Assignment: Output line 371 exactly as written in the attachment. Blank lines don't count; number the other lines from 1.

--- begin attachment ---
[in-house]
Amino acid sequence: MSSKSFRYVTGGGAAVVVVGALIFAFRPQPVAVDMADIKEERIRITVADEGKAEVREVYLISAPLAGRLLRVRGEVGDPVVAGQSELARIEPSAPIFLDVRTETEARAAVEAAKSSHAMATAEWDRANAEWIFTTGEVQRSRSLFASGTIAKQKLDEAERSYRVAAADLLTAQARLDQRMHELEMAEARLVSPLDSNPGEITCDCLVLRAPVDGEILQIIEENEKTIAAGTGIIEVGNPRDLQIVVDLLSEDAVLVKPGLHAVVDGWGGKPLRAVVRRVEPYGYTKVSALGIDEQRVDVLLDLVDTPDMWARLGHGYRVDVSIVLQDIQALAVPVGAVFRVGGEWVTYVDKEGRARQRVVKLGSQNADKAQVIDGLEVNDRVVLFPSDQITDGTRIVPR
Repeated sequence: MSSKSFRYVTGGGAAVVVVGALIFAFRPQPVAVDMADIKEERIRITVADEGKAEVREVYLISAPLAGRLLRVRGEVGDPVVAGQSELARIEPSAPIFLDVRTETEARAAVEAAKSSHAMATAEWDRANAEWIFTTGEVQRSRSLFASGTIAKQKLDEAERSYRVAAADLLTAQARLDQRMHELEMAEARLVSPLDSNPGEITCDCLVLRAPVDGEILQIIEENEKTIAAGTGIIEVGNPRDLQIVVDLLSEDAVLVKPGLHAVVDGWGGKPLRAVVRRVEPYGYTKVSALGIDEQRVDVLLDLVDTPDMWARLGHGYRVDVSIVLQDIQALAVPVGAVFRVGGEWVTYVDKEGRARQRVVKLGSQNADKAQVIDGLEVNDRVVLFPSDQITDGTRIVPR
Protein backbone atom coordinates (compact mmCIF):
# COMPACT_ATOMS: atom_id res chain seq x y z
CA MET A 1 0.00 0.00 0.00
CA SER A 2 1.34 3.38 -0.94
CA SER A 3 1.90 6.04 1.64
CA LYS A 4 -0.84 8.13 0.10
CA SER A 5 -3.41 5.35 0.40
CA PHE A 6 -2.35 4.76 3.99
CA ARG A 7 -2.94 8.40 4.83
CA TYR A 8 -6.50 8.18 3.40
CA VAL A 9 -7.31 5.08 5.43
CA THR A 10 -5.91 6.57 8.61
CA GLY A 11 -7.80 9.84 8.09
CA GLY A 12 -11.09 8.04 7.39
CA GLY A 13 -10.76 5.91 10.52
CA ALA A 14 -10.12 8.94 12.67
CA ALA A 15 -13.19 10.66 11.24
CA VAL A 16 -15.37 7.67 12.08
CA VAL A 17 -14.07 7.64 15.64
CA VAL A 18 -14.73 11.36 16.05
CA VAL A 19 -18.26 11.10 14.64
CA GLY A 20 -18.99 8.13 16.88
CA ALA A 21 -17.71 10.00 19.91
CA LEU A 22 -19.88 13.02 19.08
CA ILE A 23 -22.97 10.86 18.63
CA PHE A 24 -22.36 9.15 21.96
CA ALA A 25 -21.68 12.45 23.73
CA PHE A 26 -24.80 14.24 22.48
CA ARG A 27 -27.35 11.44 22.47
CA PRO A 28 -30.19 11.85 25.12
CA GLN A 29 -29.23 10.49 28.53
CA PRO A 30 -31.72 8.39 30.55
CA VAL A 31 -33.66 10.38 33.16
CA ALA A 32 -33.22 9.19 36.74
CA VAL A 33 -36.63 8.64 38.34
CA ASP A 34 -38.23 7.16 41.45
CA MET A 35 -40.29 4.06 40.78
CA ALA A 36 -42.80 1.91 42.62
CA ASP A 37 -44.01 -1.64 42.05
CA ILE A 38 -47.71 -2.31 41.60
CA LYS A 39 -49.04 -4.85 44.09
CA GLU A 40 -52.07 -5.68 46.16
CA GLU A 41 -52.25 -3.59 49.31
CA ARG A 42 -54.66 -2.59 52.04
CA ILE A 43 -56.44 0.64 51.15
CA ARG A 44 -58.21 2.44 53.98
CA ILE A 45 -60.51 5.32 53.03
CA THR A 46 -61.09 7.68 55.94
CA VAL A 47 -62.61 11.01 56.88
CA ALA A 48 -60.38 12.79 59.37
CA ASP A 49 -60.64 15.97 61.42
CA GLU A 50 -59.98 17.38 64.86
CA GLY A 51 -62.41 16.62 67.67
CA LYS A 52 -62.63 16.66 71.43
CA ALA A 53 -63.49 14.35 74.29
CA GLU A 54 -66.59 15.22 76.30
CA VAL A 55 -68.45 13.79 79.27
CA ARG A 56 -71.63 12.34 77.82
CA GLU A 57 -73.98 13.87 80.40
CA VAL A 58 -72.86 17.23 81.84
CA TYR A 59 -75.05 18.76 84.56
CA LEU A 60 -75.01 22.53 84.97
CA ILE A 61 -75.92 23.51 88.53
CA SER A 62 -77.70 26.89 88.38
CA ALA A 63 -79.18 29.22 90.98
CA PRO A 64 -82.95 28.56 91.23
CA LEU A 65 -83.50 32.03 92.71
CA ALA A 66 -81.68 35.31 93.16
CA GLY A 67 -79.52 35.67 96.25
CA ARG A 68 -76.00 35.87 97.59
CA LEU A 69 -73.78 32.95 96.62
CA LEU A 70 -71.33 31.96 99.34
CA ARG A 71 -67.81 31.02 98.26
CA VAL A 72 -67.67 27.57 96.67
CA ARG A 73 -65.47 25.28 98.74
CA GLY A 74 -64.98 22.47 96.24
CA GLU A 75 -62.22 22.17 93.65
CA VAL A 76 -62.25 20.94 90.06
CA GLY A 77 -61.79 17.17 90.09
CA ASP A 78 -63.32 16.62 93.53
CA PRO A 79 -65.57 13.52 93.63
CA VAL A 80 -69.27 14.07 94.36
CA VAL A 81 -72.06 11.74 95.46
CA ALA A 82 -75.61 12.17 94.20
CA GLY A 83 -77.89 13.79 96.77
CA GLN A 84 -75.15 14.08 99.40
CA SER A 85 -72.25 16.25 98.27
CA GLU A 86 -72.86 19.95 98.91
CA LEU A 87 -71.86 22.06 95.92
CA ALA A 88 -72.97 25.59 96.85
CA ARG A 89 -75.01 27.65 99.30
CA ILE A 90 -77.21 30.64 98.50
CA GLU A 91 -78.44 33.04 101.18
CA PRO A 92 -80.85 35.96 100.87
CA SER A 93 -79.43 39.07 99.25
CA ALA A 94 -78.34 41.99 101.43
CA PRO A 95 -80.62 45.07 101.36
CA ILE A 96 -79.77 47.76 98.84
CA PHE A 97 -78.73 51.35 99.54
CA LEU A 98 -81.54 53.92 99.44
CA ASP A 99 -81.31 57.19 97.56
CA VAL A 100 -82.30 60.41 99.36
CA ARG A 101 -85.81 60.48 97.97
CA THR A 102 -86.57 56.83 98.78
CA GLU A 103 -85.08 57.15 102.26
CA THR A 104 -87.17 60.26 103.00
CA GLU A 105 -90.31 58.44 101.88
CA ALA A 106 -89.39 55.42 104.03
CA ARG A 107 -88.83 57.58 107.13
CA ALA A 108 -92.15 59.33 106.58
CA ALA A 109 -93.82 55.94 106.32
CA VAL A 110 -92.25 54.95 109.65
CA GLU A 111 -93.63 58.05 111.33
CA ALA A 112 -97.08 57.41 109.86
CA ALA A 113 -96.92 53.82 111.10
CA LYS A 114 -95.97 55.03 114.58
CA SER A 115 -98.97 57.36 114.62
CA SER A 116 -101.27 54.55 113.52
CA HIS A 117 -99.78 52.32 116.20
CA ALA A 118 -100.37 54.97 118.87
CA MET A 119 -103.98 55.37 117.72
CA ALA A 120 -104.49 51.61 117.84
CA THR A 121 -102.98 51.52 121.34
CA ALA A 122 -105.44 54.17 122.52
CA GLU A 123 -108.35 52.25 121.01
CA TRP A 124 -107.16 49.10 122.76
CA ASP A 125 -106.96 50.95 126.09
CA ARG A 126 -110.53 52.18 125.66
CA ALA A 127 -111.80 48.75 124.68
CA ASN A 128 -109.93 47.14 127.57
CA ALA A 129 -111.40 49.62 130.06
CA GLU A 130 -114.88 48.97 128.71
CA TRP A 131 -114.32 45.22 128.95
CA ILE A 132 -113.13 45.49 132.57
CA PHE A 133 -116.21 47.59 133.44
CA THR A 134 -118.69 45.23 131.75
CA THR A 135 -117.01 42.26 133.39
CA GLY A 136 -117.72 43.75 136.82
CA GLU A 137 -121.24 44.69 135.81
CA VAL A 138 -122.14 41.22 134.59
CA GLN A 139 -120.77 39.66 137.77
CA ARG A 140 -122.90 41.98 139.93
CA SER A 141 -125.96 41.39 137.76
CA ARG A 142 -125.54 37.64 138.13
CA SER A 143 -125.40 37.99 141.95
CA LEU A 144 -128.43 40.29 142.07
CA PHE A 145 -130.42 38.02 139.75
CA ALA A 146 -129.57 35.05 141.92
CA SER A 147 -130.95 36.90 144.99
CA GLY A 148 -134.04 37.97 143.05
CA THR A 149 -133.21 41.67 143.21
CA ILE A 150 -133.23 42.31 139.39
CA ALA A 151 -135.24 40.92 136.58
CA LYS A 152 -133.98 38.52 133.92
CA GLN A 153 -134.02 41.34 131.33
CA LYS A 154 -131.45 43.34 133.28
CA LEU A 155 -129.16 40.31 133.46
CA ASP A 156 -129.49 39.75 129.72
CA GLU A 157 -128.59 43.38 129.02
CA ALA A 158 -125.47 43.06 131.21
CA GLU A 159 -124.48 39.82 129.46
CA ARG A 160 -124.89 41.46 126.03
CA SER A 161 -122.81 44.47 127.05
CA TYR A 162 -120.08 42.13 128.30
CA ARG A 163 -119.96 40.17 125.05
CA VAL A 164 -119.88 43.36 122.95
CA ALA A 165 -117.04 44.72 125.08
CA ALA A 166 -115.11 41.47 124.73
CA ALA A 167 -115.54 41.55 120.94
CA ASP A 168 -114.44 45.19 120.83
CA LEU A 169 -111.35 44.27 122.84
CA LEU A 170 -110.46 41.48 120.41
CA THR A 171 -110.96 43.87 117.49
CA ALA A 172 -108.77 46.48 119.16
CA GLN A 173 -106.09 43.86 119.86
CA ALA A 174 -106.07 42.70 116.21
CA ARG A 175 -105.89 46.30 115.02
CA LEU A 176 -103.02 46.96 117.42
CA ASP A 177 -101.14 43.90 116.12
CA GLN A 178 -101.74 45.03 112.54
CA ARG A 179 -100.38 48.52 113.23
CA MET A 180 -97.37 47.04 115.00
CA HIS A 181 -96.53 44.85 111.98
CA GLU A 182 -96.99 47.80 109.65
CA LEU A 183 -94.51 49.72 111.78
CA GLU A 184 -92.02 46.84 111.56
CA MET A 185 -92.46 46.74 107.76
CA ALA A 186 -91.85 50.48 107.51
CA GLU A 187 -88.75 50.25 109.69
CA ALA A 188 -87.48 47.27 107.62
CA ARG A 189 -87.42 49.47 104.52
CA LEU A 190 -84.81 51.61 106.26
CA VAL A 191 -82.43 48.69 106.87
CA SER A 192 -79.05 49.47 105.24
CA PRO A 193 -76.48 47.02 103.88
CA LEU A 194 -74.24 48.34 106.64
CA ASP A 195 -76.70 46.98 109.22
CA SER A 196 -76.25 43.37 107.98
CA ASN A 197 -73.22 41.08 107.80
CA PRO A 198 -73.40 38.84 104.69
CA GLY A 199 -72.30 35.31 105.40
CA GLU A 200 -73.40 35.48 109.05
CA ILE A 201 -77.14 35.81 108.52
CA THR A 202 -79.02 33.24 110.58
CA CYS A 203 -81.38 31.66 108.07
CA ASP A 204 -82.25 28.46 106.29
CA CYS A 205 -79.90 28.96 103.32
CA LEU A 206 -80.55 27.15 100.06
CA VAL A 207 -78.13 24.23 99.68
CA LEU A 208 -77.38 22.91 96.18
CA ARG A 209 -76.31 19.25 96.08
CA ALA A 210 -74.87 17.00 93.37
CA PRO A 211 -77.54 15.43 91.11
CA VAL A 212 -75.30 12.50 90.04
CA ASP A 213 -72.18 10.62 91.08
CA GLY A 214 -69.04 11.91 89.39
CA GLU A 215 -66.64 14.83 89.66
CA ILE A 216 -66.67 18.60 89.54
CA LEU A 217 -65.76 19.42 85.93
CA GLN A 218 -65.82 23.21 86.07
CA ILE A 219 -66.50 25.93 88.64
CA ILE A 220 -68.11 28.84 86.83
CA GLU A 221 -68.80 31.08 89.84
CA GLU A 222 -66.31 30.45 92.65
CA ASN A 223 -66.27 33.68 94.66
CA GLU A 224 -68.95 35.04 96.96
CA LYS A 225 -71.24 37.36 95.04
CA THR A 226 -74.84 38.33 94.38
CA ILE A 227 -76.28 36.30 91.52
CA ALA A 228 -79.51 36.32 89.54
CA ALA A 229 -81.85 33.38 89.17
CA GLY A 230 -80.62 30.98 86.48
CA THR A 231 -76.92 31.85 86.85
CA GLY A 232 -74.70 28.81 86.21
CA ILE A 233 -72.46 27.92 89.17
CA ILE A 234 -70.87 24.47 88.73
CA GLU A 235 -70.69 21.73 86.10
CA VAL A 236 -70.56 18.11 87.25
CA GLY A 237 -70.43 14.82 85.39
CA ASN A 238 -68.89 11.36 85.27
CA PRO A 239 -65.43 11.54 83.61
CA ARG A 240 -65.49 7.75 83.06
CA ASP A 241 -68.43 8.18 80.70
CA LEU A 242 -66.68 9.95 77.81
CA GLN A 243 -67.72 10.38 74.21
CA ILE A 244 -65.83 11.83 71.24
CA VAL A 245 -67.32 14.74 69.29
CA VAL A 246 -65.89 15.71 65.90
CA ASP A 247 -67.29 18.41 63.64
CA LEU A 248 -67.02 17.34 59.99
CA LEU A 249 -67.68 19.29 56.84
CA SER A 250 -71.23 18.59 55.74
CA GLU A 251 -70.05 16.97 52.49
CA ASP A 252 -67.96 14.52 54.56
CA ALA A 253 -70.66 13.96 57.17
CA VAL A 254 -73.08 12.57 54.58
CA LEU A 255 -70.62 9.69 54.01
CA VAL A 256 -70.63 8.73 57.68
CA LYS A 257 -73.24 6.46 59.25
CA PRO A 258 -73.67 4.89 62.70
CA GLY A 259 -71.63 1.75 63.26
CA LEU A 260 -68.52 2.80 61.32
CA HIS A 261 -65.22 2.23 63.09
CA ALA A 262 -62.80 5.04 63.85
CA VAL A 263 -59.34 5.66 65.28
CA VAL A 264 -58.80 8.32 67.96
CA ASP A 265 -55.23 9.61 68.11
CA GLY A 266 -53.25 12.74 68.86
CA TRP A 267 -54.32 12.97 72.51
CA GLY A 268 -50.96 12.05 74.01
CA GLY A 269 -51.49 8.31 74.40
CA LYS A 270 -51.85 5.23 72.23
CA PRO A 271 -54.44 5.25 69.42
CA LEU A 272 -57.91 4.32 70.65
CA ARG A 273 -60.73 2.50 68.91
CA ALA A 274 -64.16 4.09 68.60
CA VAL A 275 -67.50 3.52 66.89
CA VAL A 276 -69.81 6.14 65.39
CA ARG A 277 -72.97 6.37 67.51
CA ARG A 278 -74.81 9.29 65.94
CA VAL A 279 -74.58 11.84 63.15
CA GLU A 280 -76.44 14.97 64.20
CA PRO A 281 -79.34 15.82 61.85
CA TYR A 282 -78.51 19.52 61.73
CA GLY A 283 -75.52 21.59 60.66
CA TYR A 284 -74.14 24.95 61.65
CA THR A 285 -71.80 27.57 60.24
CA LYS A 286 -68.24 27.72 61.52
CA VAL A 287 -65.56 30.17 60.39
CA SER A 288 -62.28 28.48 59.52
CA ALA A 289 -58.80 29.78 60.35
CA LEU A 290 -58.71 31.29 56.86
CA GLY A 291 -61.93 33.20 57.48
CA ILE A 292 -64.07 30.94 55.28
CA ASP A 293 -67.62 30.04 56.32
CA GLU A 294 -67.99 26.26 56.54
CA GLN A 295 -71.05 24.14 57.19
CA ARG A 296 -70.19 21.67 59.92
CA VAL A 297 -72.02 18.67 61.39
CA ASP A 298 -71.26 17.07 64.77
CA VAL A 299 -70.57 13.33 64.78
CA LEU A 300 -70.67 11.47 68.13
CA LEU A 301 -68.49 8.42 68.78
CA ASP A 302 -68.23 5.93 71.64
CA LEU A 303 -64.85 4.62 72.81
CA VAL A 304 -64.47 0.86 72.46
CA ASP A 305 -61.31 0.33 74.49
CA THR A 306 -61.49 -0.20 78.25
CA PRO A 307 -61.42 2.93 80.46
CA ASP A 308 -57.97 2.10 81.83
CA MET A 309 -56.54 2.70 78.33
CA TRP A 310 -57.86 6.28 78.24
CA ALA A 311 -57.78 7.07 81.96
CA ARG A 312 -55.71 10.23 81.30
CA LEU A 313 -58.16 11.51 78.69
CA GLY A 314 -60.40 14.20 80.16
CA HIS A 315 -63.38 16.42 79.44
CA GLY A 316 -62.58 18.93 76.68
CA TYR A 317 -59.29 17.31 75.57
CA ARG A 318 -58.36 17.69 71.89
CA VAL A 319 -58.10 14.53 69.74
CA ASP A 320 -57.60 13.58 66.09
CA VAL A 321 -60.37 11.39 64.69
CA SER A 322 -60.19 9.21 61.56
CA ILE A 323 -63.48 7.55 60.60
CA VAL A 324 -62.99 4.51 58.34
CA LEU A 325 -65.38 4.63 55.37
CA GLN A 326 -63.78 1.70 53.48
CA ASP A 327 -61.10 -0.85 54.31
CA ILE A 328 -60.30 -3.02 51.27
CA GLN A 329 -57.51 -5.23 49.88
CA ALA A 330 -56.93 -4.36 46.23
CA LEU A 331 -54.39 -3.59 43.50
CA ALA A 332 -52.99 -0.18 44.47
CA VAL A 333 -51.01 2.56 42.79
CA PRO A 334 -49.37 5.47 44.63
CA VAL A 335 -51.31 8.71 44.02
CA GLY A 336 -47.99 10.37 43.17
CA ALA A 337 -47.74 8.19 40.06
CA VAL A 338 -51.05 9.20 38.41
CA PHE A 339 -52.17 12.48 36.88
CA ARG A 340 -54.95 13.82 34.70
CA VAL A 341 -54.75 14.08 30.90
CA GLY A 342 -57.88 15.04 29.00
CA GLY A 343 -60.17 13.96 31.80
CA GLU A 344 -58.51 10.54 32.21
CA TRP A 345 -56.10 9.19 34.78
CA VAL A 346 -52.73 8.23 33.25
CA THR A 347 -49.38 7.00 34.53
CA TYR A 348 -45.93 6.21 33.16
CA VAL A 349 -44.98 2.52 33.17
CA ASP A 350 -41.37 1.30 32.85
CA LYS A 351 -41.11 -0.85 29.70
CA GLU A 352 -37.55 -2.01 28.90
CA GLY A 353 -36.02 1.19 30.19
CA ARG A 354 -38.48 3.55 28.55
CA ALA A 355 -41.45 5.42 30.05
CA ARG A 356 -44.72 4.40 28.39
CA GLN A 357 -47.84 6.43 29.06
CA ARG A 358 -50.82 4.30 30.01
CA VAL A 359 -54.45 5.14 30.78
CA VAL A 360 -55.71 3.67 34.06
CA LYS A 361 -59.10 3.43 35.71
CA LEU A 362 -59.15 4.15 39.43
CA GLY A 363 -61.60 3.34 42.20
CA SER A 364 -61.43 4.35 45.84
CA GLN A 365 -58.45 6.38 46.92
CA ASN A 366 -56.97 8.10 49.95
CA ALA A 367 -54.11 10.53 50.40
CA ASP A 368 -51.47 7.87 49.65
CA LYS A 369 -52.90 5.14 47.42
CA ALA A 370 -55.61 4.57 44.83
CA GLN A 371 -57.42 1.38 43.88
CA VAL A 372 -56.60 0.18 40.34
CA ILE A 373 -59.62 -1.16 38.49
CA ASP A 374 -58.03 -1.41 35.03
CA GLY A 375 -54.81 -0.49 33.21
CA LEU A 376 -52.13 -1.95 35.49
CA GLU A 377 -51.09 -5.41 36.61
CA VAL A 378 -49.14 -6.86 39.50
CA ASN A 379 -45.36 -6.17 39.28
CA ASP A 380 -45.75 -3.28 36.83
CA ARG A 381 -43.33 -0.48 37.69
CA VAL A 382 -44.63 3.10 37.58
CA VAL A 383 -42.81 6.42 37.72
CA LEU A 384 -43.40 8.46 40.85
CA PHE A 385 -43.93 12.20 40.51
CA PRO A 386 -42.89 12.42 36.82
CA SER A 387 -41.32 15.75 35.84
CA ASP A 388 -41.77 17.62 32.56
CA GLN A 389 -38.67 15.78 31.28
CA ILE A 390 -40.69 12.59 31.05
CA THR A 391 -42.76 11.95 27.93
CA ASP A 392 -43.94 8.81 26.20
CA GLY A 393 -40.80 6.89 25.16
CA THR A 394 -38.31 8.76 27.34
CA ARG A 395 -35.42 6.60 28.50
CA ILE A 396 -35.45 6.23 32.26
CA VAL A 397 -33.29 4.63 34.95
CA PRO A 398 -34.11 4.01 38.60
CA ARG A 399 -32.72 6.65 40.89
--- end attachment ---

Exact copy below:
CA ASN A 366 -56.97 8.10 49.95